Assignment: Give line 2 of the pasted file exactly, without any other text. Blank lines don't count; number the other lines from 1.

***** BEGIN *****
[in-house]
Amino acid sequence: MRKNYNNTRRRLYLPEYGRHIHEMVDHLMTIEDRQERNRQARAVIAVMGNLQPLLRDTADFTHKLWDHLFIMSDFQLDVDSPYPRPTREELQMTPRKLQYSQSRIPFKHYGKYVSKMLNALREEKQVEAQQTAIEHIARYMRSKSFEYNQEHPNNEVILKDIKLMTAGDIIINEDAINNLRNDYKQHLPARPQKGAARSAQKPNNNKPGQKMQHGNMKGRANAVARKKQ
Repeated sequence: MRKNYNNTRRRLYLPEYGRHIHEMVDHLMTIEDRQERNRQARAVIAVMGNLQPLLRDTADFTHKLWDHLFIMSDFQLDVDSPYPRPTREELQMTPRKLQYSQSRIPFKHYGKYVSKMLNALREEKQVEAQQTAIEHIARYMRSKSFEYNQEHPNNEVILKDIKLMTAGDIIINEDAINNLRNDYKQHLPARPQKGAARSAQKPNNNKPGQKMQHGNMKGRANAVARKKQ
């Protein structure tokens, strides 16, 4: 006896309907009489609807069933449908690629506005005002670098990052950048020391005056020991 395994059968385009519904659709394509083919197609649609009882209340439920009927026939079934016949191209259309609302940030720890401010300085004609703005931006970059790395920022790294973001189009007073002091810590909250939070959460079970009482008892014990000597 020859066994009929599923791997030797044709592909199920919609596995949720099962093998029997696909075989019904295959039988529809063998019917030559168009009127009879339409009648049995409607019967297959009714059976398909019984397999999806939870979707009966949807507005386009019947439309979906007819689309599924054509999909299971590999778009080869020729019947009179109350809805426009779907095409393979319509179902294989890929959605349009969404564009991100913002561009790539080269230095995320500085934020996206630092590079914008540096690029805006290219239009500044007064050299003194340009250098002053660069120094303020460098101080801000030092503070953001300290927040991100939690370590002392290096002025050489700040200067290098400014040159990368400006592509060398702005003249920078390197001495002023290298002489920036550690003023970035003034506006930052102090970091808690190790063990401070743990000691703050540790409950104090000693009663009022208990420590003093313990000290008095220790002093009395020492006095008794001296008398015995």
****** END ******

Amino acid sequence: MRKNYNNTRRRLYLPEYGRHIHEMVDHLMTIEDRQERNRQARAVIAVMGNLQPLLRDTADFTHKLWDHLFIMSDFQLDVDSPYPRPTREELQMTPRKLQYSQSRIPFKHYGKYVSKMLNALREEKQVEAQQTAIEHIARYMRSKSFEYNQEHPNNEVILKDIKLMTAGDIIINEDAINNLRNDYKQHLPARPQKGAARSAQKPNNNKPGQKMQHGNMKGRANAVARKKQ